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Grocery chains abandon suppliers over pig crates

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THE use of inhumane pig gestational crates will be phased out at pork-supply sources used by eight major grocery chains in Canada by the end of 2022.

The Mercy For Animals Canada group made the announcement Tuesday after conducting an undercover investigation last year at Puratone, a hog plant in Manitoba's Interlake area.

The Retail Council of Canada says Walmart Canada, Costco Canada, Metro, Loblaw, Safeway Canada, Federated Co-operatives, Sobey's and Co-op Atlantic have all committed to sourcing their pork from farmers who don't use so-called gestational crates.

Shocking hidden-camera footage taken during the undercover investigation showed "thousands of pregnant pigs crammed into filthy, metal gestation crates barely larger than their own bodies" and prompted a massive public outcry after garnering national media attention, the Mercy For Animals release stated.

Canada's major grocery chains have joined the European Union, Australia, New Zealand and nine U.S. states where gestation crates have already been banned.

Twyla Francois, MFA Canada's director of investigations, said phasing out the gestation crates is a result of "ethically minded consumers" taking action.

"As a result of our exposé, tens of thousands of consumers contacted these leading grocery retailers and urged them to phase out the inherently cruel crates," Francois said. "We're really pleased the retailers have made the socially and ethically responsible decision to move away from this practice. It is one of the most cruel factory-farming practices in existence."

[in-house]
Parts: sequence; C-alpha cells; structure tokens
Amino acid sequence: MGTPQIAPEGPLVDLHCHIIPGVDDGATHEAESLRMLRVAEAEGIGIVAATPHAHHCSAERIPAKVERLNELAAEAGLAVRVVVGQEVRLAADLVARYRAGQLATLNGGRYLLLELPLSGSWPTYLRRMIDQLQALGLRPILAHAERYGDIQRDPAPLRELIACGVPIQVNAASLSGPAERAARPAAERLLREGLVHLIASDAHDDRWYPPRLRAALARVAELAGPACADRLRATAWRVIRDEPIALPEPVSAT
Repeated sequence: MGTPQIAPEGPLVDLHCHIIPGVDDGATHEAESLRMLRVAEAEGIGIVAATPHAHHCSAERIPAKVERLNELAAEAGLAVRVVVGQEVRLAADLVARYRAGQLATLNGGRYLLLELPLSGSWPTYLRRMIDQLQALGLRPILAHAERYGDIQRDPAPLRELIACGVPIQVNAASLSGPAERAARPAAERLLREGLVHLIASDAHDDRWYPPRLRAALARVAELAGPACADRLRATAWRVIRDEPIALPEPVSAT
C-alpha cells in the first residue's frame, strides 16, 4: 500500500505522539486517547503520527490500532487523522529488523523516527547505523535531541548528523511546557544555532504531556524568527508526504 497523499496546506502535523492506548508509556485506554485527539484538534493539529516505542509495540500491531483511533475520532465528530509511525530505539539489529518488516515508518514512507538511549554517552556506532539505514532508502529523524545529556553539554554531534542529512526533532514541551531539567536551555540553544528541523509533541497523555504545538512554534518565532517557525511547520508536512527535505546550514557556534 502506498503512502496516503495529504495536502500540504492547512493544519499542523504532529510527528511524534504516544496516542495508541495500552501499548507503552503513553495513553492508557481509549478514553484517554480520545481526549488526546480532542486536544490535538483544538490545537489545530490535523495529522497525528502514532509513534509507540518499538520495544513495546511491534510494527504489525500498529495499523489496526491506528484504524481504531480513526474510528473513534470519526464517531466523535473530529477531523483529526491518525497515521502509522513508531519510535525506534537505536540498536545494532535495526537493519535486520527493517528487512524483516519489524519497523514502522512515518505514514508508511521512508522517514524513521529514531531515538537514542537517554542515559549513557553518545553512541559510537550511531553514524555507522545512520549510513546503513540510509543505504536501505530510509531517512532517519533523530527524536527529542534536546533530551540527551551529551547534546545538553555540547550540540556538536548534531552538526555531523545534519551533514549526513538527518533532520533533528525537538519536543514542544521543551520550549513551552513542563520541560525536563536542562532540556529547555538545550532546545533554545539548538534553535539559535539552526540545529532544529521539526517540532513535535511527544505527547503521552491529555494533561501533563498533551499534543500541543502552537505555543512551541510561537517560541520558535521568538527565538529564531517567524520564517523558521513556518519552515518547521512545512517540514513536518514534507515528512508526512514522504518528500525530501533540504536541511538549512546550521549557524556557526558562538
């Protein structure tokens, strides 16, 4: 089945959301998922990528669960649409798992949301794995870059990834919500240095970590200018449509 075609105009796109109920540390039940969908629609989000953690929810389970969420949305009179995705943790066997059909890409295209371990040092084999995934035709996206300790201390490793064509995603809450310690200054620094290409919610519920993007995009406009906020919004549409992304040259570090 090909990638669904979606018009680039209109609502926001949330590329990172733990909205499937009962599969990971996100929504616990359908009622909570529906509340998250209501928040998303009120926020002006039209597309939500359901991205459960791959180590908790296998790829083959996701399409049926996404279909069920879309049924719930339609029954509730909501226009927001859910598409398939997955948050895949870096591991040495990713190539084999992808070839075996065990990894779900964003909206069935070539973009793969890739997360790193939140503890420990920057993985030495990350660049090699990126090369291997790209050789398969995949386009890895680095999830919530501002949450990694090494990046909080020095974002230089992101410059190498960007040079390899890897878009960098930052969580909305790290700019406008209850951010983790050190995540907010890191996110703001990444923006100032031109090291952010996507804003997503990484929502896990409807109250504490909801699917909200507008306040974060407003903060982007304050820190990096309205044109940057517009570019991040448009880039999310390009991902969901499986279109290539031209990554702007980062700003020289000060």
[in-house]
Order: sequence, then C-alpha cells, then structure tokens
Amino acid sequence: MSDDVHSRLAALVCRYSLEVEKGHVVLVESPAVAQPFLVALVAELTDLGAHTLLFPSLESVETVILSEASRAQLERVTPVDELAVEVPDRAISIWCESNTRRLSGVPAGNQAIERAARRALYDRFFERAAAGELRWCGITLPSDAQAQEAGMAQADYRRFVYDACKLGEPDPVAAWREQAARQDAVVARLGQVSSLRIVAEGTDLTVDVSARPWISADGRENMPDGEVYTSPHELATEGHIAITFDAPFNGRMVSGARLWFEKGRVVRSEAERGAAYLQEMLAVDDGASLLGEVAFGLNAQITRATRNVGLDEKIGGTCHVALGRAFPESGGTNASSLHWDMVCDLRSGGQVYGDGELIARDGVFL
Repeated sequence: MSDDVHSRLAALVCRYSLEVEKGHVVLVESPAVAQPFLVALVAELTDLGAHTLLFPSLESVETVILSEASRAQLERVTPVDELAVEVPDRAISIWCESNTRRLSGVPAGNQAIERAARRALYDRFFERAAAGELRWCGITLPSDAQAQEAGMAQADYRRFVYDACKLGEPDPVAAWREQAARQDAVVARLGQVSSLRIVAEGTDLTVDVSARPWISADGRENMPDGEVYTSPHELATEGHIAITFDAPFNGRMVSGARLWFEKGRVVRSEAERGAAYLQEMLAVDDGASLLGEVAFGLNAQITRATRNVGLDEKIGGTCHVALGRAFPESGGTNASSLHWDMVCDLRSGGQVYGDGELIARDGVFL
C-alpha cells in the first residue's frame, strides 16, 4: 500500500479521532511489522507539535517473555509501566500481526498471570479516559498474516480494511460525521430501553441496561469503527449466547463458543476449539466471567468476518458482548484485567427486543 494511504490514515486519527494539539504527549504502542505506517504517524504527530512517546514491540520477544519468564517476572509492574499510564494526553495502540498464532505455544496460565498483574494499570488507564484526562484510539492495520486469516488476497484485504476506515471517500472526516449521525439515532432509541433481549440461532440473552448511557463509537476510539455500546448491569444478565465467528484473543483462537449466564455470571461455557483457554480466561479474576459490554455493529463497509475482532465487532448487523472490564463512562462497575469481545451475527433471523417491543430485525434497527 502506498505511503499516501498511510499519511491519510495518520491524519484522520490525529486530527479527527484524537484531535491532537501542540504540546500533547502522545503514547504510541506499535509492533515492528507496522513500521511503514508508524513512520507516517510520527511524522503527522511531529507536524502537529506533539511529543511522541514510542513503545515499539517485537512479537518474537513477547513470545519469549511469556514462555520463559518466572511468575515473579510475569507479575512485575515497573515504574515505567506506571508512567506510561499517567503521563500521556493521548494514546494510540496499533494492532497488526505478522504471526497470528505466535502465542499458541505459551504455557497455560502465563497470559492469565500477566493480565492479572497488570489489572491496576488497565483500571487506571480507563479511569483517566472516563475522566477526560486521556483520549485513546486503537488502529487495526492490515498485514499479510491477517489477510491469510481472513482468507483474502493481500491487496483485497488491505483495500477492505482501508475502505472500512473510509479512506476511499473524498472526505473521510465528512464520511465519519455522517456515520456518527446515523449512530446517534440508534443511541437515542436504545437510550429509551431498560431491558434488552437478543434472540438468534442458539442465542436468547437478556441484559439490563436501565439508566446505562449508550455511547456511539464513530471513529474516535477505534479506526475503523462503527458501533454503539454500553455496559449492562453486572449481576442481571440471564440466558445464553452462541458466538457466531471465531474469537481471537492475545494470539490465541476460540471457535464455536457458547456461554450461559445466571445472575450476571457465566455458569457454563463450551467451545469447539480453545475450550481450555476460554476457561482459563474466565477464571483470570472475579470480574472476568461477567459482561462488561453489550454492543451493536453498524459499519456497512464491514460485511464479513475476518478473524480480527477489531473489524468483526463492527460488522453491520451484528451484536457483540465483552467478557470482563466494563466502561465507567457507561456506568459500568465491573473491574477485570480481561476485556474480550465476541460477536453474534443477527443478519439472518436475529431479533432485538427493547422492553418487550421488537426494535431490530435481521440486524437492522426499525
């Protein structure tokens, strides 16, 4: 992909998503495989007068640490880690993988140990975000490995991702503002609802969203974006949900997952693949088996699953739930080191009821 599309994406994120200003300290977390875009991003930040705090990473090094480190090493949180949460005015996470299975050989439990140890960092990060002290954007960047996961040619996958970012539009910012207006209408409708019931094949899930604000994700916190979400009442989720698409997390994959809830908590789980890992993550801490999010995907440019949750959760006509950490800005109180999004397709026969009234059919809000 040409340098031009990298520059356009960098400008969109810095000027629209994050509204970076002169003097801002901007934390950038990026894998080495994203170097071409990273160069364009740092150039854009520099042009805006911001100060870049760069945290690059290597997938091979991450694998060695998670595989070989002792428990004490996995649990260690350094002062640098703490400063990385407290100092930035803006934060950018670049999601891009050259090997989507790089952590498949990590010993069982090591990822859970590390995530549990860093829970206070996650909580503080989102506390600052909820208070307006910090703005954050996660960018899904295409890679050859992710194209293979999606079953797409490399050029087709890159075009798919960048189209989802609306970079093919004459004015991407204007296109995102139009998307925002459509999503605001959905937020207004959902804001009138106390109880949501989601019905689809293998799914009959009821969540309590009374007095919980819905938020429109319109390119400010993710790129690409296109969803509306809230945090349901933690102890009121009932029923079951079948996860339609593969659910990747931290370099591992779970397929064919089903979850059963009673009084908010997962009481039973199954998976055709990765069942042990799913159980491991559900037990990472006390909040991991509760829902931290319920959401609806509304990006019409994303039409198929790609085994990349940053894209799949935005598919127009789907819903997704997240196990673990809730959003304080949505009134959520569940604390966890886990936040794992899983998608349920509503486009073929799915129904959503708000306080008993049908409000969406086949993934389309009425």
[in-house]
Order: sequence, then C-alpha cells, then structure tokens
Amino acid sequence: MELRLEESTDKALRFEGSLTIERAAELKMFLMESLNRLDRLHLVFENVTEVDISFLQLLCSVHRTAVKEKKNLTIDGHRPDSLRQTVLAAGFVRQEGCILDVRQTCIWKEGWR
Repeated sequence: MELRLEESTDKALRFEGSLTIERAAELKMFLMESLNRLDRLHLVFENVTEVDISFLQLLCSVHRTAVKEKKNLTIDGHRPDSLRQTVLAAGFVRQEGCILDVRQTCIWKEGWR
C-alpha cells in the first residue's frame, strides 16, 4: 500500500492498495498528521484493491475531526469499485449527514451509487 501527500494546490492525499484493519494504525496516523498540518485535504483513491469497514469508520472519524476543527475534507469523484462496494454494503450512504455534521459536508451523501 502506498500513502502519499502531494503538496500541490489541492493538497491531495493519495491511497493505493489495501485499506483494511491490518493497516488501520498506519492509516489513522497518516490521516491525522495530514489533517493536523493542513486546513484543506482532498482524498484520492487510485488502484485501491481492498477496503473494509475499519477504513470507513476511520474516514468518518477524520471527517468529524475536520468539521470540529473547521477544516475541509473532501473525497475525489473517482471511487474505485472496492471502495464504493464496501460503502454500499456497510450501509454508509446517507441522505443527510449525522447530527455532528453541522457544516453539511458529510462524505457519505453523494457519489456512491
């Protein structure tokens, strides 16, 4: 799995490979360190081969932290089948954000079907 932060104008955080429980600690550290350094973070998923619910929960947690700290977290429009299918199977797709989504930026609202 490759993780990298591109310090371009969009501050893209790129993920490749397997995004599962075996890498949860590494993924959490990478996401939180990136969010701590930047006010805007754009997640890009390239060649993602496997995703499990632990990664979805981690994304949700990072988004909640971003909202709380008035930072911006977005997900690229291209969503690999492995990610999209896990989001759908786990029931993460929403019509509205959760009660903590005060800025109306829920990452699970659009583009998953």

David Wilkes, the senior vice-president of the Retail Council of Canada, said the date of 2022 is part of the commitment made by the RCC and its members.

"We believe it will take some time to plan and implement these changes," said Wilkes.

He said the RCC grocery members will work with the Canadian Pork Council and the National Farm Animal Care Council to "work toward sourcing fresh pork products from sows raised in alternative housing practices."

Francois said the group housing of sows is an economical alternative already in use in European countries. Pigs live together, as they had for thousands of years of farming history, and have the space to walk, lie down and form social bonds.

"The pig industry says the pigs were put in these crates because they are aggressive creatures, they're cruel, they'll bully one another. They are like any other socially domesticated animal, like dogs, where they do have a hierarchy, but they'll work that out within a couple of days and they'll all quickly recognize which one is the leader," Francois said.

"I went to the Netherlands and saw a number of the pig farmers that had moved away from these gestation crates and they (the pigs) got along quite fine. There were often sows that would develop friendships and they would create their nests together and have their piglets together."

She said the public-awareness factor will force the major grocery chains to follow through on their commitment to use only suppliers who have phased out the gestation crates.

To see photos and for more information, go to www.mercyforanimals.ca.

ashley.prest@freepress.mb.ca

Republished from the Winnipeg Free Press print edition May 1, 2013 B4

History

Updated on Wednesday, May 1, 2013 at 8:03 AM CDT: adds photo

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